As Christmas approaches I get increasingly preoccupied with making sure enough presents will be ready in time. The exchange of gifts, even in hard times, is a lovely sign of the love and generosity of God. That is why I’ve chosen an image of Christmas gifts as a sign of God’s generosity and the human capacity to reflect that in sharing with others. There are many stories in the Bible about giving. This post is about one of them.
Sometimes the simplest and shortest stories are the best.
Take this story about the prophet Elisha for example. It is from 2 Kings 4: 42 – 44. All you need to know is that the context was a time of famine, the crops had failed and barley was the staple food. Hungry people were in desperate need of someone to help. Here is the short story of a miracle, quoted in full:
“A man came from Baal-shalishah, bringing food from the first fruits to the man of God: twenty loaves of barley and fresh ears of grain in his sack. Elisha said, ‘Give it to the people and let them eat.’ But his servant said, ‘How can I set this before a hundred people?’ So he repeated, ‘Give it to the people and let them eat, for thus says the Lord, “They shall eat and have some left.” ’ He set it before them, they ate, and had some left, according to the word of the Lord.”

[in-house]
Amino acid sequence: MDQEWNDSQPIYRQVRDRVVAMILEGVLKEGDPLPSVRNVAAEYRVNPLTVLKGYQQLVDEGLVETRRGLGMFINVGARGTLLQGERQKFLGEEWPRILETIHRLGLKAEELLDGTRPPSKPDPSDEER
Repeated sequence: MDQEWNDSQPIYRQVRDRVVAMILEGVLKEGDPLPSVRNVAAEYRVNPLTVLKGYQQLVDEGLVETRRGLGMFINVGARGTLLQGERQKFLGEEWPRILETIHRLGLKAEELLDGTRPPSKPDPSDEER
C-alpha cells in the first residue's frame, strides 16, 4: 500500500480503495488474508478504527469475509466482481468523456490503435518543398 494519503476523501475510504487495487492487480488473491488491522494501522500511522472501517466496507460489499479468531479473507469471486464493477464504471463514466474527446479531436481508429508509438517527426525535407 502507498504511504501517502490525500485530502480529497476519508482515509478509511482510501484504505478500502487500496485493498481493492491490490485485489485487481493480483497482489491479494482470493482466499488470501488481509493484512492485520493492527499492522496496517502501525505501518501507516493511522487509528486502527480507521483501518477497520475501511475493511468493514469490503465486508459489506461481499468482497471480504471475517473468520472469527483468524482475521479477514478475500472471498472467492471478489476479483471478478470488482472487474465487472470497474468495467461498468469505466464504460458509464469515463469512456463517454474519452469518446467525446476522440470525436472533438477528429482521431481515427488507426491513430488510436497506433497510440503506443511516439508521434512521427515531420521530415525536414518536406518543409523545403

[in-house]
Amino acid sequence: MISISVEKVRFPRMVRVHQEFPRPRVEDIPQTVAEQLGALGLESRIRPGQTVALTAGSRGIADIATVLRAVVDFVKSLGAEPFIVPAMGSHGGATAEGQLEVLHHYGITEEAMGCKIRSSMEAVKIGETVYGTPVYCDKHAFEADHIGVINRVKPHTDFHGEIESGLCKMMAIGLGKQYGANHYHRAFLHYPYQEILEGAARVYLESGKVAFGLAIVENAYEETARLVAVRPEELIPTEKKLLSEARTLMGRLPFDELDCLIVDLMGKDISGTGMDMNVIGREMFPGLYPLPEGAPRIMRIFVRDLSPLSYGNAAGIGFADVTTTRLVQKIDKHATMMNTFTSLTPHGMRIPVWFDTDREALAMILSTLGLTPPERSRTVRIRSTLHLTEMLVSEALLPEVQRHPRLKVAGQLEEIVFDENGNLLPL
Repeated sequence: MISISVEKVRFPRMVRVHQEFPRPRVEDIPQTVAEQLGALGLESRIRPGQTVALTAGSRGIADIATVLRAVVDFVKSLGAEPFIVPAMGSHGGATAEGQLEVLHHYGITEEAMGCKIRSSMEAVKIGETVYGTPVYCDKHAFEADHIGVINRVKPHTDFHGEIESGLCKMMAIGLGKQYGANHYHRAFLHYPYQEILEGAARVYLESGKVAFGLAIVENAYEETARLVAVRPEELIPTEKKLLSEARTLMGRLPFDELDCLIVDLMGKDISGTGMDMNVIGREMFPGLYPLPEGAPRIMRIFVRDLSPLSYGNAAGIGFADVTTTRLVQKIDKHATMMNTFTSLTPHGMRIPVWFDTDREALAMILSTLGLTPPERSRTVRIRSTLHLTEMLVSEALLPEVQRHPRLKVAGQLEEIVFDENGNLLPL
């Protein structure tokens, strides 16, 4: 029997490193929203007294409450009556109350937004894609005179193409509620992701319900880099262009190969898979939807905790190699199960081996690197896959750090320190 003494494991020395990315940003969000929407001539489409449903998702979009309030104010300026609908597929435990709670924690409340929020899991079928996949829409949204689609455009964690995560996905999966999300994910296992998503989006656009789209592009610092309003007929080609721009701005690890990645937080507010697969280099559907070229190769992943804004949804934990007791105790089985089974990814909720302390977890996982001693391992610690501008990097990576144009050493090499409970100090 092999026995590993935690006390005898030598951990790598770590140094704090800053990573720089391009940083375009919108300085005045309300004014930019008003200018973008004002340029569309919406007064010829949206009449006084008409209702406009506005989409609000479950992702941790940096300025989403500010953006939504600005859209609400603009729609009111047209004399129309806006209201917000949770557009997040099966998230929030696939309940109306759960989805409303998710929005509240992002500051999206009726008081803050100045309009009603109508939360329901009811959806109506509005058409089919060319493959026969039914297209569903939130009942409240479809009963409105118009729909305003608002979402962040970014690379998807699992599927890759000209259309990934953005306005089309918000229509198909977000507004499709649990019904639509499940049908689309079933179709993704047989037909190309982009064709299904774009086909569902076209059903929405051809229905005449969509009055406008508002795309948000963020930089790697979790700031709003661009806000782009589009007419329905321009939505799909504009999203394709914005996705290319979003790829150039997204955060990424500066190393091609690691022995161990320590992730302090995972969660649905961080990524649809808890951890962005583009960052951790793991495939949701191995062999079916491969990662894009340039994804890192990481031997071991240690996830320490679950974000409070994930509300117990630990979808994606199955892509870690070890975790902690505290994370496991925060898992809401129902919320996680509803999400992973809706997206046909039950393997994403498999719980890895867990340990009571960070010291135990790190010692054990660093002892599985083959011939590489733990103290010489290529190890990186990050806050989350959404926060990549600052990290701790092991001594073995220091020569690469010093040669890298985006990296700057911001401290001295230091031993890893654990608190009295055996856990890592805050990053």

I told you it was short. What does it say to you?
What this story says to me is this:
- The human community is mutually interdependent. No-one is self-sufficient. Just to survive we are dependent on strangers as well as friends. Unnamed people from far away are the suppliers of our daily food.
- God knows our needs and is generous in providing for those needs. See Psalm 34: 9 – 10.
- People can be generous. (Twenty loaves and a sack of fresh ears of grain is a substantial gift.)
- When we receive generosity, it is for sharing generously not hoarding selfishly. This can be risky or seem pointless. Twenty loaves for 100 hungry men? It’s not enough is it?
- God can be trusted to multiply what seems too little into more than enough. This can also be seen in the action of Jesus in the story of the feeding of the 5000. Take a look at John 6: 1 – 14 and see how it echoes the story of Elisha.
- My reflections on this story don’t seem much, but I’m sharing them online here anyway. Who knows what God will do with them?